WHAT IT MEANS AND WHY IT'S IMPORTANT — The longer this proposed Express Scripts-Medco deal remains under the microscope, the more people don't seem to like what they see. The general tone at this Senate hearing was against the merger. Many of the senators in attendance were expressing concern that the proposed merger would negatively impact access to pharmacy, which is perhaps the greatest import of the possibility of an Express Scripts-Medco super-PBM. If one of the larger pharmacy chains in the country can't stomach the proposed reimbursement rates from one-half of that equation, what chance does independent pharmacy have in managing reimbursement rates if Express Scripts and Medco were merged?
(THE NEWS: Express Scripts, Medco grilled by Senate antitrust committee. For the full story, click here.)
Of the concerns raised, senators also questioned how much of the cost savings realized by the combined super-PBM would trickle down to consumers?
"I am particularly concerned that this type of consolidation would leave very few options for large employers who often rely on the big three PBMs to manage and administer their complex benefit plans," noted Sen. Al Franken, D-Minn., in his opening remarks. "This merger will ultimately mean less choice for those companies. That is something we need to be concerned about. … But I am most interested in hearing how Express Scripts can guarantee that those cost savings will be passed down to its customers and won't just result in higher profits for the company."
There wasn't a lot of confidence in the room, with the exception of the chief executives of the respective PBMs, that those cost savings would trickle down, necessarily. "We all know that innovation is the fruit of competition and that the more competitors, the more innovation and the better the consumer is served," challenged Sen. Herb Kohl, D-Wis., chairman of the Senate subcommittee. "You seem to be making an argument to the contrary. Have you come up with a new concept for how capitalism works? … Would you suggest that, if you could also take over Caremark and CVS that would be the best thing for everybody? You control the whole market. Would you then innovate in a way that would not be possible otherwise?"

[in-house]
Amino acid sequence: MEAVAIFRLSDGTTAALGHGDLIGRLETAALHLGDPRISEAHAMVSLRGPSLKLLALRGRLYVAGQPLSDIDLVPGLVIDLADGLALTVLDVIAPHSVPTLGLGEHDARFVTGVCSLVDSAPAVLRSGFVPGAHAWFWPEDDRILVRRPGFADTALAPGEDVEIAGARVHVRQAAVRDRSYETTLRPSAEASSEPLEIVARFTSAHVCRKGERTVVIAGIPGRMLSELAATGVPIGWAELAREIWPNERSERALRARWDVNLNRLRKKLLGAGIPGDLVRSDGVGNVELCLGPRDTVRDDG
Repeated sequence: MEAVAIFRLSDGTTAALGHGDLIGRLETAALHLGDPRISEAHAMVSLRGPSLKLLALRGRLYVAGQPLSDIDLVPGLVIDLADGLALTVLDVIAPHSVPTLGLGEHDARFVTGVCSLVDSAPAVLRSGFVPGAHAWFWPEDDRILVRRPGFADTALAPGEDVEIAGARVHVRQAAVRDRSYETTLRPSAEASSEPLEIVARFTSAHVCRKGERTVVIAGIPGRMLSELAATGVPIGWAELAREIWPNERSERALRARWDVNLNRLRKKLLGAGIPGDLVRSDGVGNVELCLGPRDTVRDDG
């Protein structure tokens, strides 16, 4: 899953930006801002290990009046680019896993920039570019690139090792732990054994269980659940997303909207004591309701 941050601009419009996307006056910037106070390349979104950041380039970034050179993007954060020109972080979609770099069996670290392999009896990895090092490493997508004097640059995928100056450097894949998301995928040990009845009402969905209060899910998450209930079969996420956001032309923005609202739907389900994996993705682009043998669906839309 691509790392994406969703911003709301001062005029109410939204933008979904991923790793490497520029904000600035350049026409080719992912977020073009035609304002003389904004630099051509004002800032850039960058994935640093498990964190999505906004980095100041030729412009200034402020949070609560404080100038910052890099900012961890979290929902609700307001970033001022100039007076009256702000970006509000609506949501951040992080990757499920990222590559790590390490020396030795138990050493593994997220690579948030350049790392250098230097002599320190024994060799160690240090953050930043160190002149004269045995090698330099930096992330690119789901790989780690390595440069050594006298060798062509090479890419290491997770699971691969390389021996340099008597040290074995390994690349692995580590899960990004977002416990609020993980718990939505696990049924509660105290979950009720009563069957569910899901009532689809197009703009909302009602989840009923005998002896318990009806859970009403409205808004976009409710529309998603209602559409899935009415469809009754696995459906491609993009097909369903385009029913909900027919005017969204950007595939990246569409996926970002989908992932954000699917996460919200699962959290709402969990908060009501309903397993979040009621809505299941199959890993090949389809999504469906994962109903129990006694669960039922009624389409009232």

At one point during the hearing, George Paz, Express Scripts CEO, countered that the merged PBM would have to sustain the viability of independent pharmacy and acknowledged how important those smaller chains were to a pharmacy network. "My intention is to work a deal with the independent pharmacist and reimburse them at a higher rate than the [big-box pharmacies]," he said. "Our clients … are going to insist that we have that access to the [independent] pharmacist."
Express Scripts' clients also may be insisting that the company maintain access with some of those big-box pharmacies as well, namely Walgreens, regarding that national pharmacy chain's stand-off with Express Scripts over adequate reimbursement rates. Two days following the hearing, Walgreens produced 250,000 signatures from the nation's military healthcare plan Tricare demanding that Walgreens remain in the Express Scripts network. The pace of petition signatures from Tricare members seeking to retain access to Walgreens and their supporters has reached more than 10,000 per week in recent weeks, the pharmacy operator added.